Product photo with crisp green grass background

Started 2 months ago | Discussions thread
John Deerfield Veteran Member • Posts: 3,411
Re: Product photo with crisp green grass background
1

Photography is a process. At it's most basic, you have three fundamental steps:

1. what is going on before you press the shutter button.

2. pressing the shutter button.

3. what is happening after you press the shutter button.

The camera has a very small part in step 2. And that is that the camera is the tool you use to record an exposure. A camera records light. Light is what gives us color, clarity, saturation and so on and so forth. So, if we look at the grass (which really isn't clearly grass as much as it is in the 2nd image) in the first photo, it simply is lit the same as the grass in the second photo. As an experiment, go look at the grass in the shade vs the grass in the light. You get two different "colors" of grass. And if you want nothing but grass, then you actually need nothing but grass. But make no mistake, the biggest difference in the two images is the light. And the camera has zero control over the light being recorded, the camera simply records the light.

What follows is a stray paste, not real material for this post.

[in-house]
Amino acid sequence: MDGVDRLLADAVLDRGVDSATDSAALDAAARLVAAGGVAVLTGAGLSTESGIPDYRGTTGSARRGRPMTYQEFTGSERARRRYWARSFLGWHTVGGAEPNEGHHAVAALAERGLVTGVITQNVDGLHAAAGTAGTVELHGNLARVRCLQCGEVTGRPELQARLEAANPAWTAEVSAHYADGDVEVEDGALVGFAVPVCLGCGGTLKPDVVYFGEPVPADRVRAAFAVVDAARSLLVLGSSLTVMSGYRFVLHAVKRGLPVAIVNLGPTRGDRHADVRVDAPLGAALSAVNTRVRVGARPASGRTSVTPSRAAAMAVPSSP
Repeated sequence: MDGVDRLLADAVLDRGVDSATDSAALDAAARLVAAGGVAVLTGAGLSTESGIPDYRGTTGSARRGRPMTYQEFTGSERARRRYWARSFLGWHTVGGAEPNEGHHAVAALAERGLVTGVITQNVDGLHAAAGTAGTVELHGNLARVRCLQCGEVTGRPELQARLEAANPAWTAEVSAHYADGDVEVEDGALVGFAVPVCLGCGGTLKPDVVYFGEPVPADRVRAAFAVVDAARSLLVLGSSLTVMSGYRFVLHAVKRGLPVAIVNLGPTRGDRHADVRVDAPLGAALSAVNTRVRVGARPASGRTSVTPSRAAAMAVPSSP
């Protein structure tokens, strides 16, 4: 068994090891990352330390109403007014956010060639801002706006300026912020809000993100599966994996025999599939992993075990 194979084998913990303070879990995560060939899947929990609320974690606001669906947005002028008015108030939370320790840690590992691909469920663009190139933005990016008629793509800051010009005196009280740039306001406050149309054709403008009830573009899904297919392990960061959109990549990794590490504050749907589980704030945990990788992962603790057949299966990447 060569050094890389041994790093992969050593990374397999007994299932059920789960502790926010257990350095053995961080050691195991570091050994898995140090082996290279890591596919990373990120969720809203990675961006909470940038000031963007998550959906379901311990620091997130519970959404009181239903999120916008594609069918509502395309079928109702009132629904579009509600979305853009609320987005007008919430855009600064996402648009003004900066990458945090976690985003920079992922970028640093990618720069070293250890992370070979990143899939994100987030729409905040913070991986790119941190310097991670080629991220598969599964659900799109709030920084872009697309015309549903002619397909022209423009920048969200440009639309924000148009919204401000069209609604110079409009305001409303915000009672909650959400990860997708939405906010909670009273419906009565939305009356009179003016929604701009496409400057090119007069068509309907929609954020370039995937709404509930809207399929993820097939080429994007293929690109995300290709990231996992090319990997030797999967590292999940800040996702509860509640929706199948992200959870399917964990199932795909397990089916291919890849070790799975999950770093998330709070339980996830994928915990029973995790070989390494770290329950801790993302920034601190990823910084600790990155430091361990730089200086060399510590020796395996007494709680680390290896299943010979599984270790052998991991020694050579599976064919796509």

Another large distinction between the two images is the depth-of-field. The top image was shot top down (more or less) with a 35mm lens at f/9. This gives us a deep DoF (more of the scene in focus). The 2nd image was shot at the subject level (the ground, not above), giving "distance" to the subject. It would have been shot using a much wider aperture, thus giving the image a shallow DoF (less of the frame in sharp focus). Now you can use your camera/lens to create a shallow DoF, you just need to know how. And in the case of the 2nd image shown, a lens that would allow for that aperture setting. On the other hand, if you frame the first shot the same way and use a wider aperture, you aren't going to get that much shallower of a DoF simply because of where you are positioning the camera to get the shot. And of course, the camera has no control over how you position it.

So, Google photographic lighting, depth-of-field, & learn about aperture settings. I might add to throw perspective in the mix as well. It's going to take some time, patience and unless you want to invest in lights, the understanding that you might have to wait for the right light to shoot in. Good luck.

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